Overdiagnosis: it’s officialBMJ 2021; 375 doi: https://doi.org/10.1136/bmj.n2854 (Published 19 November 2021) Cite this as: BMJ 2021;375:n2854
Recently the US National Library of Medicine (NLM) unveiled new terms to be included in the medical subject headings (MeSH) vocabulary used to index, catalogue, and search journal articles, books, and other biomedical and health related information.1
One of the new terms is overdiagnosis
“The labeling of a person with a disease or abnormal condition that would not have caused the person harm if left undiscovered, creating new diagnoses by medicalizing ordinary life experiences, or expanding existing diagnoses by lowering thresholds or widening criteria without evidence of improved outcomes. Individuals derive no clinical benefit from overdiagnosis, although they may experience physical, psychological, or financial harm.”2
Why is this a big deal
At the core of advancement in any scientific field, including the study of disease overdiagnosis, is the ability to build on the existing knowledge base. That demands tools to facilitate systematic assessment of that knowledge. The MeSH taxonomy was developed as a key tool to meet that need.
What is MeSH?
NLM created MeSH in the 1960s to describe what journal articles are about. MeSH indexing “is a form of intelligent preprocessing” of the literature that greatly facilitates searching.3 It improves search sensitivity by providing a consistent way to find conceptually similar content that might appear under many synonyms (for example, “myocardial infarction” (the MeSH term) vs “heart attack,” “MI,” “coronary infarction”).4 It improves search specificity by eliminating false positive results. For example, a full text search looking for articles about “overdiagnosis” would return an article explicitly not about overdiagnosis if the article included a sentence such as, “this article does not discuss overdiagnosis.”
There are about 27 000 MeSH subject headers, 83 subheaders (article descriptors such as “therapy,” “epidemiology”), publication types (for example, “controlled clinical trial,” editorial”), and supplementary concept records (for example, descriptions of chemical products). Typical published articles are assigned 10-15 MeSH terms. To keep up with changes in medicine and research, NLM adds new MeSH terms annually—227 were added in 2021.5
Requests for new subject headers can be submitted through the NLM website (https://www.nlm.nih.gov/mesh/meshsugg.html). One of us (SW) requested the overdiagnosis term about a year ago to make it easier to look at trends in articles on overdiagnosis over time. Without a MeSH term the searches looked for the word “overdiagnosis” in the title or abstract of journal articles—but it was obvious that many relevant articles were missed, and many irrelevant ones included in results.
Further, when we looked at the NLM MeSH browser we noticed that the concept was not categorised properly, listed only under “medical overuse,” and not differentiated from overutilisation, misdiagnosis, overtreatment, unwanted care, diagnostic errors, inappropriate prescribing, and polypharmacy. Although overdiagnosis overlaps with many of these concepts, it is distinct. For example, overdiagnosis can cause overuse, but it is conceptually very different: a person with an overdiagnosed condition may not seek treatment but still experience lifelong problems from labelling, etc. On the other hand, toxic therapy may be overused in end-of-life care for late stage disease, and that is not a case of overdiagnosis.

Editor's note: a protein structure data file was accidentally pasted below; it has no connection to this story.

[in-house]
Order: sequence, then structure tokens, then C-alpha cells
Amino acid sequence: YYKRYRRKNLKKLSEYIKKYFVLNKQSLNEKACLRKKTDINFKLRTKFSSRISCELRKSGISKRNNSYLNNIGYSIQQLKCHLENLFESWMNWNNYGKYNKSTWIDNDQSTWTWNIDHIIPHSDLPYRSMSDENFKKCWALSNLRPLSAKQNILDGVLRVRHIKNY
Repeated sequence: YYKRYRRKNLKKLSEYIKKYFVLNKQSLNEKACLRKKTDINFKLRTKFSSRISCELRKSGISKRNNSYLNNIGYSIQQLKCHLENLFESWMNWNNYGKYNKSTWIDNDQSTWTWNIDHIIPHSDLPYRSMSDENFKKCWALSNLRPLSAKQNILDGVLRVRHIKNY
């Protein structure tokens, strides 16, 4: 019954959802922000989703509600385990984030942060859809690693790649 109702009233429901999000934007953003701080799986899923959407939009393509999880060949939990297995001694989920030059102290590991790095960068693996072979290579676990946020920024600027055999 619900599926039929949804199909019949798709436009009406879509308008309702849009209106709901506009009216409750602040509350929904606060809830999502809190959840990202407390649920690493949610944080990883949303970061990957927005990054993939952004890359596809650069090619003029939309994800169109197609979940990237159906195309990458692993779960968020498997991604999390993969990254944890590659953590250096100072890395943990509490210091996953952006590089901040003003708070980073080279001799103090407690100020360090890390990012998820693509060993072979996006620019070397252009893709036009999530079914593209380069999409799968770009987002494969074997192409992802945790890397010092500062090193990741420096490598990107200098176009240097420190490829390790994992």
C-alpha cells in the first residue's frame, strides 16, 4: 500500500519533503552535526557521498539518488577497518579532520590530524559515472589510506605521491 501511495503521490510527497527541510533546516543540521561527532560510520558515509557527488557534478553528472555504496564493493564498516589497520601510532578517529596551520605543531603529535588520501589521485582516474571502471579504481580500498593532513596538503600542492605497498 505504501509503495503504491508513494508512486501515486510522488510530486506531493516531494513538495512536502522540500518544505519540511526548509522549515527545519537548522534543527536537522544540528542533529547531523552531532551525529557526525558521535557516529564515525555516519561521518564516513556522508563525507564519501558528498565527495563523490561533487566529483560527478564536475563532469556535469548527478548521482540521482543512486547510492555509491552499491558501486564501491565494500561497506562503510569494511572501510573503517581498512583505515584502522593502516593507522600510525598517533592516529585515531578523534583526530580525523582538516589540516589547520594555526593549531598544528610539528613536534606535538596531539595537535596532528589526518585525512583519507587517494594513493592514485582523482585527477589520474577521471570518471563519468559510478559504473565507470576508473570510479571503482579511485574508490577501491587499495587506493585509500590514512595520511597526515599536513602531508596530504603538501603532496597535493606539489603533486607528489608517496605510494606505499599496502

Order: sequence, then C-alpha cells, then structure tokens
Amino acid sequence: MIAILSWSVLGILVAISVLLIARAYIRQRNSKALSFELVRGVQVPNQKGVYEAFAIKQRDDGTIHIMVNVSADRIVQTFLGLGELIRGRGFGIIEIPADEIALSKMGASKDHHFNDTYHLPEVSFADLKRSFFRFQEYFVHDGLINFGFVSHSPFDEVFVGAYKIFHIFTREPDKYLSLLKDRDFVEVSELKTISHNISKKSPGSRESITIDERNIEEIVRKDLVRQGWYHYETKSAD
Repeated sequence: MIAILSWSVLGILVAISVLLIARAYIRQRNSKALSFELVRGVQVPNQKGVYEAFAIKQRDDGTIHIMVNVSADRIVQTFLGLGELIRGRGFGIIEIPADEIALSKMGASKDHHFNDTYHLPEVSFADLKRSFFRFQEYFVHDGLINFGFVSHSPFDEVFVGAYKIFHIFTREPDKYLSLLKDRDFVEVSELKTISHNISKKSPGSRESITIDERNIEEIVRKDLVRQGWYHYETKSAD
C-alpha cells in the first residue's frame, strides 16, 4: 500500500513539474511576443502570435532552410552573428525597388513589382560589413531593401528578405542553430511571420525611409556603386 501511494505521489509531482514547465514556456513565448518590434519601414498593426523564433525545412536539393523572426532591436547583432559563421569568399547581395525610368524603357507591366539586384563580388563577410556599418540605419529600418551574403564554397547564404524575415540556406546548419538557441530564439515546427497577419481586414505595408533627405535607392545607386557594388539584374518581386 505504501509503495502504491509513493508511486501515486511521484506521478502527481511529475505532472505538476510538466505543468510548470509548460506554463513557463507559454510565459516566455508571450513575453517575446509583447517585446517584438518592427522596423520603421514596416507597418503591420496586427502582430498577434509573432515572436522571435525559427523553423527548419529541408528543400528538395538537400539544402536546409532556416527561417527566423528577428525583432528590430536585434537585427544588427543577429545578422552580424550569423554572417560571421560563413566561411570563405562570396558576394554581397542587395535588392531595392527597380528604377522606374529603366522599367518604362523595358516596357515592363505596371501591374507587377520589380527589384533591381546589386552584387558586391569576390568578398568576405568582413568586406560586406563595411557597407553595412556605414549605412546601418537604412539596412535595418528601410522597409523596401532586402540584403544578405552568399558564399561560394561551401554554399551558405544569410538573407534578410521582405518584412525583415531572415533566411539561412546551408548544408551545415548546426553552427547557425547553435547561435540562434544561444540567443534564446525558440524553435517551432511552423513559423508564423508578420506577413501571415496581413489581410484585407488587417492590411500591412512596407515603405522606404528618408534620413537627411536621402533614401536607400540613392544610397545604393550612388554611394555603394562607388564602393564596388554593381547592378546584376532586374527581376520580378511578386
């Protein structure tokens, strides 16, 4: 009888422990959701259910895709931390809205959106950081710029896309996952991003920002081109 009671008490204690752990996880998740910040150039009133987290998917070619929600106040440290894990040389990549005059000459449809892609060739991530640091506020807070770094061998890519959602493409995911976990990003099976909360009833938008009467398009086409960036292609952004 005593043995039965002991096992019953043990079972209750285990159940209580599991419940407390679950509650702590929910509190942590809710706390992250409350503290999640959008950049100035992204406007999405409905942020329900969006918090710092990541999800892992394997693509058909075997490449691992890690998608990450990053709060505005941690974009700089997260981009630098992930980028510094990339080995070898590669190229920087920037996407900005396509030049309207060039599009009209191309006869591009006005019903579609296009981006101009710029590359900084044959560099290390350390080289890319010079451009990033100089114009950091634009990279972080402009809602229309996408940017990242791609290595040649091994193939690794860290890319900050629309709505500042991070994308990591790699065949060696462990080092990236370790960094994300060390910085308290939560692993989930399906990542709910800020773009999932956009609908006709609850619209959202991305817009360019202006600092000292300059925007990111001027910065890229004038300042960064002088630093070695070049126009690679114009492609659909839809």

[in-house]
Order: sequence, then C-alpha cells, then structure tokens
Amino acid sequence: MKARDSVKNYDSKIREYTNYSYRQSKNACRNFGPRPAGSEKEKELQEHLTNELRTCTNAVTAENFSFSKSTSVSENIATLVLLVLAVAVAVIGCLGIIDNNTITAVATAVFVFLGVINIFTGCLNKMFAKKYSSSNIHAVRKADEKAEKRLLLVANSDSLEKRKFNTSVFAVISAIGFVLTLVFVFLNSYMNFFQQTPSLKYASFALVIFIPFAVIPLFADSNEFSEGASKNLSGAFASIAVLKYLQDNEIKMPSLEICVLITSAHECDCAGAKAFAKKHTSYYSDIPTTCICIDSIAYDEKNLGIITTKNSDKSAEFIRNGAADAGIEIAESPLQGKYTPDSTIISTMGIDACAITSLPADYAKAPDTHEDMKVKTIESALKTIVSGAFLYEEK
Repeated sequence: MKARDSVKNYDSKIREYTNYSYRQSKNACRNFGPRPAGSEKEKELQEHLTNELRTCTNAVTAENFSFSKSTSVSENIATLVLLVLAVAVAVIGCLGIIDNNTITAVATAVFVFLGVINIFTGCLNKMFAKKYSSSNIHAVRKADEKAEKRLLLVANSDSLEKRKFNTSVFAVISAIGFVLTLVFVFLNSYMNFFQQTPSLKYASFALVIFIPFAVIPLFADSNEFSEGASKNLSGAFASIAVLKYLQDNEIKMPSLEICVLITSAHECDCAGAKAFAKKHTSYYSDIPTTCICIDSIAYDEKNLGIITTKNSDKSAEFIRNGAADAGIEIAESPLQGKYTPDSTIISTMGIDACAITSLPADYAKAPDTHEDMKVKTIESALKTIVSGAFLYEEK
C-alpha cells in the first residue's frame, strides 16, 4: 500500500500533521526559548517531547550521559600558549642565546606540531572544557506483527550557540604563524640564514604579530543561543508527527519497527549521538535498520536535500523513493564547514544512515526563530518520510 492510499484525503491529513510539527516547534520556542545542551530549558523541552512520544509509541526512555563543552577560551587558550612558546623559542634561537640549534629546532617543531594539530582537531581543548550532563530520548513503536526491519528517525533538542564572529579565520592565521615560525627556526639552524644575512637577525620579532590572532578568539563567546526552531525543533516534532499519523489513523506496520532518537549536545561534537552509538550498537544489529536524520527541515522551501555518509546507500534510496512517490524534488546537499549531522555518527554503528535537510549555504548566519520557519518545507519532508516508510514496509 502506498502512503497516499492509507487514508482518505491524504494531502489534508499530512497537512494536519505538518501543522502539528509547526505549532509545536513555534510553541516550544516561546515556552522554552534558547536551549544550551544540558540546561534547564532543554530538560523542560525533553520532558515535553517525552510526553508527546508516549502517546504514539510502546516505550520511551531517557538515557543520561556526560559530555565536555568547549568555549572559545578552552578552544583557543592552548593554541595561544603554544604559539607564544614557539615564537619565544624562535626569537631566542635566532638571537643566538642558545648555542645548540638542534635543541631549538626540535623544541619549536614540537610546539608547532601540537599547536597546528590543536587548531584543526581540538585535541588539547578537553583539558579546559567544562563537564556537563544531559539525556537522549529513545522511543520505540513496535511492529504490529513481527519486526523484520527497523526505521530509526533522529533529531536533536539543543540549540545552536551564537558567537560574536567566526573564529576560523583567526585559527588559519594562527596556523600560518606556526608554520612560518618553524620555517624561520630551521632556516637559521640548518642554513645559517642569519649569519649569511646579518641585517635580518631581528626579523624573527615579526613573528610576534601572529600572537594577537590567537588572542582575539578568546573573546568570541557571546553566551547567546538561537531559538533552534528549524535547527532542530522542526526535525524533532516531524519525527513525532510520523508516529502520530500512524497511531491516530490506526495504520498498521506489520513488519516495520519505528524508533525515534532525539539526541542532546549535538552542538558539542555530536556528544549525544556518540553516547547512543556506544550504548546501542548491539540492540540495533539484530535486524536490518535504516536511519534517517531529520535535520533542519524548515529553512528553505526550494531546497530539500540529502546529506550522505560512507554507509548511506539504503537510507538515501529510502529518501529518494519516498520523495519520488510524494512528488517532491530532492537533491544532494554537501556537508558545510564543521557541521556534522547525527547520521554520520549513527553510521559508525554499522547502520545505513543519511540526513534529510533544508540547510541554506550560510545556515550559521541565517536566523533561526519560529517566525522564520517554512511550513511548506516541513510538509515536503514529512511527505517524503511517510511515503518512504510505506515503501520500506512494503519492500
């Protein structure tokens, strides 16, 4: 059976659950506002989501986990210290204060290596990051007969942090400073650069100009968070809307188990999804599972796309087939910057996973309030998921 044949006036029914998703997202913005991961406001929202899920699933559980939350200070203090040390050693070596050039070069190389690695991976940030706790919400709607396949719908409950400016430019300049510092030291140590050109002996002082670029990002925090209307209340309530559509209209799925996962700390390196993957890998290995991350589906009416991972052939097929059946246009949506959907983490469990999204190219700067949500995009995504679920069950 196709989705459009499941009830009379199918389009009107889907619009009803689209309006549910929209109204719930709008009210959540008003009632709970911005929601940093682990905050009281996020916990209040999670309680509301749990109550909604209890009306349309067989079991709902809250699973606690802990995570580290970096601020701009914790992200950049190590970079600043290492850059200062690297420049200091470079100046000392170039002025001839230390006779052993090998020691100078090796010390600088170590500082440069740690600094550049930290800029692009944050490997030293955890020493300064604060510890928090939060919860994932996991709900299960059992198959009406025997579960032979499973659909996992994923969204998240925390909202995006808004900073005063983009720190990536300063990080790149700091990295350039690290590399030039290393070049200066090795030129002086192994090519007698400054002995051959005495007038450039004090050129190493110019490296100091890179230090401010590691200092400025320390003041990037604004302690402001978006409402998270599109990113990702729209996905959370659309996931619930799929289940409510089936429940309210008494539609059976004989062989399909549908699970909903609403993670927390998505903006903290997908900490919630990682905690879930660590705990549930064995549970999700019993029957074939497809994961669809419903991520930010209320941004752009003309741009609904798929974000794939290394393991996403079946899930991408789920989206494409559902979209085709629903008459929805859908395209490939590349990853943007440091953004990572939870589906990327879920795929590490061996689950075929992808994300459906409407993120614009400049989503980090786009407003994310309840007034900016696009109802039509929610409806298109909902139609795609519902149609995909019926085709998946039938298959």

The NLM staff agreed that since overdiagnosis is an important area of research with a rapidly expanding literature, a new (and properly defined) MeSH heading would be valuable and worked closely with us in drafting the definition.
Defining overdiagnosis is challenging. A Google search “what is overdiagnosis” (on 10 September 10, 2021) returned 679 000 hits. A cursory look shows that some definitions focus on overdiagnosis as a consequence of screening, primarily in cancer. Others also acknowledge a second stream—overdiagnosis stemming from expanded disease definitions. We included both strands in our definition. While many will have their own wording to refine the definition, whereas we believe it captures the broad concept and represents an important step forward in the area of overdiagnosis research and reporting.
The new NLM MeSH heading for overdiagnosis is welcome. It will improve indexing of journal articles and the accuracy of literature searches.
It is also symbolic. Overdiagnosis has been around as long as there has been diagnosis. But its recognition as a specific concept is a relatively new phenomenon.6 Interest in the subject has grown substantially over the past decade, in part fueled by the annual international Preventing Overdiagnosis conference.7 At the first such conference, held at Dartmouth College (Hanover, NH, USA) in 2013, “overdiagnosis” still seemed like a niche concept. The new MeSH heading makes “overdiagnosis” official, validating its place in scientific reporting and in the evaluation of the published literature.
Competing interests: none declared
This essay is dedicated to Lisa Schwartz, our beloved colleague, partner, friend, and inspiration in the area of overdiagnosis. She and SW first discussed the idea of the new MeSH term in 2013 after encountering problems trying to create a slide to show time trends in medical journal articles about overdiagnosis at the first Preventing Overdiagnosis meeting. This brought the recognition that others must be experiencing the same challenges in summarising the literature in the field. SW also wishes to thank librarian extraordinaire SJ Golding, MLS, for helpful suggestions and encouragement, and Dan Cho, senior MeSH analyst at the National Library of Medicine for guidance and support.